Bold Semi-Staged ‘ThomasSolemnis’ at S.F. Symphony
The audacity of Music Director Michael Tilson Thomas is astounding, bordering on a touch a genius, as he dared to mount a semi-staged performance of Beethoven’s great Latin mass, the Missa Solemnis. It turned a church concert into a grand and vibrant spectacle at Davies Hall, which had to be reconfigured mightily to adapt to unaccustomed theatrical flashpoints.
Controversy will surround this venture, of course, just as past stagings of church works like the Bach “St. Matthew Passion” and the Fauré Requiem in this area have evoked. But this venture, doubtless to be dubbed the “ThomaSolemnis,” is profound and devout, permitting grasping of this intimidating work on a deeper emotional and philosophical level, before a broader audience. Coming out of the S.F. Symphony & Chorus concert June 10, I was unsure whether HE was now a true believer, or I, or both.
MTT took the unprecedented step of personally penning a 2,000-word analysis of the music in the program. The projections of designer Finn Ross played on a giant screen, sometimes with myriad alphabets tumbling and rolling around space, as if stars in colliding galaxies, and sometimes giving way to stylized, oblique sketches of crosses and the dying Christ. MTT refers to this expansive treatment as “visualization” (of the music).
The three choruses became central players, and the four vocal soloists roving actors in the (rather gratuitous) walking choreography of Stage Director James Darrah intended to provide some theatrical mobility. Spatial music entered in when trumpets and drums on high summoned terrestrial souls to the firmament. The whole was to give mobility to a grand work lacking arias, and offering just two isolated solos for bass and for violin.
And the hundreds of lights and scenes above served to open up the celestial sphere receiving the supplications and supplicants from down below. The piece became multi-dimensional, but without subverting the music. The effect where I sat was altogether electric.
All the changes were intended to draw one and all INTO the performance instead of just standing on the sidelines listening. The message was more powerful than ever before, though purists surely shuddered.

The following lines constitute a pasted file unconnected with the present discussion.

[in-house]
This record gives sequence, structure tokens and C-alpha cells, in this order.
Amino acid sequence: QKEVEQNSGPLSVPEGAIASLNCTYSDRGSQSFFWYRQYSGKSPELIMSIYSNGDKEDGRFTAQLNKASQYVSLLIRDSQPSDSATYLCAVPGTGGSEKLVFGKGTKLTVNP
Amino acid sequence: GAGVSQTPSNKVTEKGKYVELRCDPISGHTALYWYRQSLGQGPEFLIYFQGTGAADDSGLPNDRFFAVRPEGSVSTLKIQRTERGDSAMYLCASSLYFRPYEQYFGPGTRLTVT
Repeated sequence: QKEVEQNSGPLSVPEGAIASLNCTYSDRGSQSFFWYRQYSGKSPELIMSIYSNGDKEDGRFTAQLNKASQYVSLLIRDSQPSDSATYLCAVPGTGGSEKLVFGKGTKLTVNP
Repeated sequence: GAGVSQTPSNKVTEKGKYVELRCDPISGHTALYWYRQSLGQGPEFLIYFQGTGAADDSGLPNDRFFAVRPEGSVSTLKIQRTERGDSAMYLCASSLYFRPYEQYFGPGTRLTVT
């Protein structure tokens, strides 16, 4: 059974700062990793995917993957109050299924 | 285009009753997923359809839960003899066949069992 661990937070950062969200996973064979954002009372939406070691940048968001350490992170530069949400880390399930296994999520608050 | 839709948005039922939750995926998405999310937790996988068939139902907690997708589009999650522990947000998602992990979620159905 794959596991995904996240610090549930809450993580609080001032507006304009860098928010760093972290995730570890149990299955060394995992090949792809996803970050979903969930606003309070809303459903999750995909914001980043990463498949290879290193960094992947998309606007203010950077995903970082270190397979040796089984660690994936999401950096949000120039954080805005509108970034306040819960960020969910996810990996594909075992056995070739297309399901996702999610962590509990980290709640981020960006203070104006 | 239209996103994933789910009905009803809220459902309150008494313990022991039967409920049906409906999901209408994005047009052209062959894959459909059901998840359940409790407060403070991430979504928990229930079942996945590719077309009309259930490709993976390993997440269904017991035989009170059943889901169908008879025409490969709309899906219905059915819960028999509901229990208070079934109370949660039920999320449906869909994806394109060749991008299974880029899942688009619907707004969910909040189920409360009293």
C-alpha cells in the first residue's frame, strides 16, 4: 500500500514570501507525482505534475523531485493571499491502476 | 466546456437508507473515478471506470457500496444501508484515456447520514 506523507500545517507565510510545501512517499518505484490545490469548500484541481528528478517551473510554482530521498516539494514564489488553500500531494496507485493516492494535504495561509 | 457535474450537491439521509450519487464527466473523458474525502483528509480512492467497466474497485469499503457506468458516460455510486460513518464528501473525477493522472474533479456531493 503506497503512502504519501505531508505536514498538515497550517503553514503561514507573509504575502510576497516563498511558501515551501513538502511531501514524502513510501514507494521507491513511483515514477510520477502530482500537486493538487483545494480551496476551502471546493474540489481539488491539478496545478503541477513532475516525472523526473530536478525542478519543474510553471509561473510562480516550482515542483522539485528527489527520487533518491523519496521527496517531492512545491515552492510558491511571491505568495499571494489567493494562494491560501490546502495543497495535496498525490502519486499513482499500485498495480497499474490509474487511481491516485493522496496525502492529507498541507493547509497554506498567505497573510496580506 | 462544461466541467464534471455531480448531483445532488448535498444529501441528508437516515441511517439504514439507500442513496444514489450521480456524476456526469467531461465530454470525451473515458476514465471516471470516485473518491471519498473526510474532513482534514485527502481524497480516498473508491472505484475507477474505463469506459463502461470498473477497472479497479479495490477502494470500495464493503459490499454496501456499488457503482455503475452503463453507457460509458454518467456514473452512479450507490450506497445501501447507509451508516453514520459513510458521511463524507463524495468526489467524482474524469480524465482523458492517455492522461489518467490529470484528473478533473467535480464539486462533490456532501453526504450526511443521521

And, if there was any doubt, the public became the central protagonist for the message of salvation; when the klieg lights bore down on me, it was like the arrival of The Last Judgment. (Ready, everybody??)
None of this of course is indicated in Beethoven’s great 71-minute score that took four long years to write, and finished just three years before his death. What would his reaction be to such a semi-staging?
His own fervor was a burning one, underlined by his insistent repetitions of text: “Gloria, gloria,” and “Credo, credo!” Musically, he takes us in many directions, writing at times in the manner of Bach, Handel or Mozart, and emphasizing counterpoint, never sheer virtuosity.
He also demanded near-superhuman commitment by performers, especially the choristers. Any chorister will tell you, Beethoven’s elevated tessitura is almost out of reach of a merely human voice.
The cast was strong. Among the striking solos, bass-baritone Shenyang carressed the adulatory “Lamb of God” as one of the faithful, while Concertmaster Alexander Barantschik rendered the reverent obbligato of the Benedictus. Of the vocal soloists, the most stirring was the robust operatic tenor Brandon Jovanovich, rarely heard in orchestral engagements.
The SFS Chorus was divided into large and small ensembles, abetted by the Pacific Boychoir—over 140 singers all told. MTT conducted with both reverence and precision, reseating the violins into antiphonal placement. There was no intermission, and there was a notable pause at the end—A public deeply moved, and trying to catch collective breaths. This was one of the most remarkable and astonishing achievements of the two-decade MTT tenure to date.
It is performed without intermission.
These San Francisco Symphony concerts continue through June 13 at 8 p.m. For info: (415) 864-6000, or go online. Broadcasts on KDFC-FM (90.3 and others) at 8 p.m. on the second Tuesday following.
©Paul Hertelendy 2015
Paul Hertelendy has been covering the dance and modern-music scene in the San Francisco Bay Area with relish — and a certain amount of salsa — for years.
These critiques appearing weekly (or sometimes semi-weekly, but never weakly) will focus on dance and new musical creativity in performance, with forays into books (by authors of the region), theater and recordings by local artists as well.